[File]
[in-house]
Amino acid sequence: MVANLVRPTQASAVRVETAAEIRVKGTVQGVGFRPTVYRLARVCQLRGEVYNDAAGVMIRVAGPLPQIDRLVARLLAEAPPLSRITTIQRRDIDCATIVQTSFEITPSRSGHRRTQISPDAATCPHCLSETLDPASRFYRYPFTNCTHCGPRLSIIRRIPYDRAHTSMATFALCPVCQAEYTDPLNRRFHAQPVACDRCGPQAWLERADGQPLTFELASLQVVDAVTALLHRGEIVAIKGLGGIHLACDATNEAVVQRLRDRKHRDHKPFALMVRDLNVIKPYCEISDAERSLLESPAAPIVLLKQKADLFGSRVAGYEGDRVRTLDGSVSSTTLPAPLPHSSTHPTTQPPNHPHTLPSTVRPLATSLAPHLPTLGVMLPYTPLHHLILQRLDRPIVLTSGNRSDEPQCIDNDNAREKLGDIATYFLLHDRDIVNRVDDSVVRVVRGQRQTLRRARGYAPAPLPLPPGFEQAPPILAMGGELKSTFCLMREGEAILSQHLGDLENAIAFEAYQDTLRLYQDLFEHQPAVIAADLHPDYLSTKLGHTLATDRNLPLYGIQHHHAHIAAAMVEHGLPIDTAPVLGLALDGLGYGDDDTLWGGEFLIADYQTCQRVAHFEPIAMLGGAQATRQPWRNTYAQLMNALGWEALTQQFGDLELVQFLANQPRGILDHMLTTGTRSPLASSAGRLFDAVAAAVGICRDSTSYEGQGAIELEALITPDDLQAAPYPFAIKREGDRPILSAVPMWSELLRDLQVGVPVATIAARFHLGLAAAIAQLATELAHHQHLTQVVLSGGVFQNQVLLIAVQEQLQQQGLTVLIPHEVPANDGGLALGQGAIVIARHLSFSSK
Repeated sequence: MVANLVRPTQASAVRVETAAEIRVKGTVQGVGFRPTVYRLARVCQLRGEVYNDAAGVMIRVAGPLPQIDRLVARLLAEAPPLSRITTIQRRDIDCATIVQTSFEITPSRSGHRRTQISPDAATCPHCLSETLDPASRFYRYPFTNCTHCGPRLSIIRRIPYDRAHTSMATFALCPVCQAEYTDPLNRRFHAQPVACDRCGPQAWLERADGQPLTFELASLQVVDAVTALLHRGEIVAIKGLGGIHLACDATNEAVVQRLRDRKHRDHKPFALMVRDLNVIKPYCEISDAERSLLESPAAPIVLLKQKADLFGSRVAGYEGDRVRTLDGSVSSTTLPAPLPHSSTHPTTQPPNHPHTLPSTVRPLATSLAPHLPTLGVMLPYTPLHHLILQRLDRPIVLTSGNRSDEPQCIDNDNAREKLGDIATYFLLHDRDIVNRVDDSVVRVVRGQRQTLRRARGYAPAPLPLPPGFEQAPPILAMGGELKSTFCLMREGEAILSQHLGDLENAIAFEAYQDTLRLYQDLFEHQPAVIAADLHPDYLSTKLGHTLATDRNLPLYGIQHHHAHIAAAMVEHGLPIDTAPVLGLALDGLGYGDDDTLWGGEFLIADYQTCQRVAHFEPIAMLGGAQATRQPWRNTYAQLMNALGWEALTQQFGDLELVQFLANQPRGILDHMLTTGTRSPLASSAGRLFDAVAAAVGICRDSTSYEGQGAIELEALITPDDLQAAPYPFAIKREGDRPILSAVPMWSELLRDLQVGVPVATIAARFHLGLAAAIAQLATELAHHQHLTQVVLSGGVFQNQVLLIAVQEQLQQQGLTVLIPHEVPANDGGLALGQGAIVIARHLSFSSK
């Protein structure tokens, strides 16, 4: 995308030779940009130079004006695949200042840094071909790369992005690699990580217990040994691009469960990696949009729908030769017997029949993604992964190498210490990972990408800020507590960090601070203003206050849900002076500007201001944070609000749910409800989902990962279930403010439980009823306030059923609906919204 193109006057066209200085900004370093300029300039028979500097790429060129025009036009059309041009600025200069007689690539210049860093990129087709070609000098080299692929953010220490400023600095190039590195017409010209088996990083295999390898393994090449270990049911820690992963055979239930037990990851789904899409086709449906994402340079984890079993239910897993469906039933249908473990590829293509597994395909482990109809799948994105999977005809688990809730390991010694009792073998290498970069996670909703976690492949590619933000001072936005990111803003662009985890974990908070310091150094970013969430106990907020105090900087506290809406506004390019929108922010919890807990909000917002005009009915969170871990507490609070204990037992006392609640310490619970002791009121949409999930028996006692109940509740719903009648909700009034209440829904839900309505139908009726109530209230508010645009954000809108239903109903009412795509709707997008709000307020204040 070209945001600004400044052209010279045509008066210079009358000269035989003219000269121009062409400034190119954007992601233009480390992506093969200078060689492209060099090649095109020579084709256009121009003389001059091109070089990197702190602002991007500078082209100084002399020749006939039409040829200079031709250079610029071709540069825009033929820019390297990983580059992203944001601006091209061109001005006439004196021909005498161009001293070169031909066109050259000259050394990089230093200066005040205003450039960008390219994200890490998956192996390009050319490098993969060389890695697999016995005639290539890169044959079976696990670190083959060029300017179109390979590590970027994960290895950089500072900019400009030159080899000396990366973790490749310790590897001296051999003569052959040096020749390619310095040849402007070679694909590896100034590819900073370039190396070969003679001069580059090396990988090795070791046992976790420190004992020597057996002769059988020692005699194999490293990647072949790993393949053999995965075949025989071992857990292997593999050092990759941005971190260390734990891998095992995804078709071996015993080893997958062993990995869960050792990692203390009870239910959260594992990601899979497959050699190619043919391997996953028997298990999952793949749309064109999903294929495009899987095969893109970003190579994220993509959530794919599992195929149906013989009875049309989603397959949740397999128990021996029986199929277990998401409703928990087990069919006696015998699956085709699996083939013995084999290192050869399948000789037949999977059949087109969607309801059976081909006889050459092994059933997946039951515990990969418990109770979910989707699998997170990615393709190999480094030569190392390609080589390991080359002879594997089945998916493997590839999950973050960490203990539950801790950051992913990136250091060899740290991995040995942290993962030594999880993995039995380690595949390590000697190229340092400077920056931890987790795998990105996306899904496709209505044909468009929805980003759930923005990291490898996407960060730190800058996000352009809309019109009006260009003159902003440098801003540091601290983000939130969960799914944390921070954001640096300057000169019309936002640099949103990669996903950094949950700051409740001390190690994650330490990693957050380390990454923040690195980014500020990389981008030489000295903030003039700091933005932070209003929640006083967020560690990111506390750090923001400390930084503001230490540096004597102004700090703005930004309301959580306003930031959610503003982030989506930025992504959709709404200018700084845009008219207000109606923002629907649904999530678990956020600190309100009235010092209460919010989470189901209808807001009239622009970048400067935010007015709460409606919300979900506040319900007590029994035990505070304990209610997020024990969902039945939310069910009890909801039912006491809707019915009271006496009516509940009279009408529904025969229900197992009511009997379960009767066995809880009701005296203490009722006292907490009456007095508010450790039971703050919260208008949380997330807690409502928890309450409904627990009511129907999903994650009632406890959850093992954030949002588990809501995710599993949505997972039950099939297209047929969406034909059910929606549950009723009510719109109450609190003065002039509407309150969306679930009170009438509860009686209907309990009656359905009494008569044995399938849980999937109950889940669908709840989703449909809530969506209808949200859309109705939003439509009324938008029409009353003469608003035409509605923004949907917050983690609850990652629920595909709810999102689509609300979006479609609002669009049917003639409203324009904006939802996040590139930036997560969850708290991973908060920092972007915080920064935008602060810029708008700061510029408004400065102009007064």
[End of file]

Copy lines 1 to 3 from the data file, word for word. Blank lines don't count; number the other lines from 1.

[in-house]
Amino acid sequence: MVANLVRPTQASAVRVETAAEIRVKGTVQGVGFRPTVYRLARVCQLRGEVYNDAAGVMIRVAGPLPQIDRLVARLLAEAPPLSRITTIQRRDIDCATIVQTSFEITPSRSGHRRTQISPDAATCPHCLSETLDPASRFYRYPFTNCTHCGPRLSIIRRIPYDRAHTSMATFALCPVCQAEYTDPLNRRFHAQPVACDRCGPQAWLERADGQPLTFELASLQVVDAVTALLHRGEIVAIKGLGGIHLACDATNEAVVQRLRDRKHRDHKPFALMVRDLNVIKPYCEISDAERSLLESPAAPIVLLKQKADLFGSRVAGYEGDRVRTLDGSVSSTTLPAPLPHSSTHPTTQPPNHPHTLPSTVRPLATSLAPHLPTLGVMLPYTPLHHLILQRLDRPIVLTSGNRSDEPQCIDNDNAREKLGDIATYFLLHDRDIVNRVDDSVVRVVRGQRQTLRRARGYAPAPLPLPPGFEQAPPILAMGGELKSTFCLMREGEAILSQHLGDLENAIAFEAYQDTLRLYQDLFEHQPAVIAADLHPDYLSTKLGHTLATDRNLPLYGIQHHHAHIAAAMVEHGLPIDTAPVLGLALDGLGYGDDDTLWGGEFLIADYQTCQRVAHFEPIAMLGGAQATRQPWRNTYAQLMNALGWEALTQQFGDLELVQFLANQPRGILDHMLTTGTRSPLASSAGRLFDAVAAAVGICRDSTSYEGQGAIELEALITPDDLQAAPYPFAIKREGDRPILSAVPMWSELLRDLQVGVPVATIAARFHLGLAAAIAQLATELAHHQHLTQVVLSGGVFQNQVLLIAVQEQLQQQGLTVLIPHEVPANDGGLALGQGAIVIARHLSFSSK
Repeated sequence: MVANLVRPTQASAVRVETAAEIRVKGTVQGVGFRPTVYRLARVCQLRGEVYNDAAGVMIRVAGPLPQIDRLVARLLAEAPPLSRITTIQRRDIDCATIVQTSFEITPSRSGHRRTQISPDAATCPHCLSETLDPASRFYRYPFTNCTHCGPRLSIIRRIPYDRAHTSMATFALCPVCQAEYTDPLNRRFHAQPVACDRCGPQAWLERADGQPLTFELASLQVVDAVTALLHRGEIVAIKGLGGIHLACDATNEAVVQRLRDRKHRDHKPFALMVRDLNVIKPYCEISDAERSLLESPAAPIVLLKQKADLFGSRVAGYEGDRVRTLDGSVSSTTLPAPLPHSSTHPTTQPPNHPHTLPSTVRPLATSLAPHLPTLGVMLPYTPLHHLILQRLDRPIVLTSGNRSDEPQCIDNDNAREKLGDIATYFLLHDRDIVNRVDDSVVRVVRGQRQTLRRARGYAPAPLPLPPGFEQAPPILAMGGELKSTFCLMREGEAILSQHLGDLENAIAFEAYQDTLRLYQDLFEHQPAVIAADLHPDYLSTKLGHTLATDRNLPLYGIQHHHAHIAAAMVEHGLPIDTAPVLGLALDGLGYGDDDTLWGGEFLIADYQTCQRVAHFEPIAMLGGAQATRQPWRNTYAQLMNALGWEALTQQFGDLELVQFLANQPRGILDHMLTTGTRSPLASSAGRLFDAVAAAVGICRDSTSYEGQGAIELEALITPDDLQAAPYPFAIKREGDRPILSAVPMWSELLRDLQVGVPVATIAARFHLGLAAAIAQLATELAHHQHLTQVVLSGGVFQNQVLLIAVQEQLQQQGLTVLIPHEVPANDGGLALGQGAIVIARHLSFSSK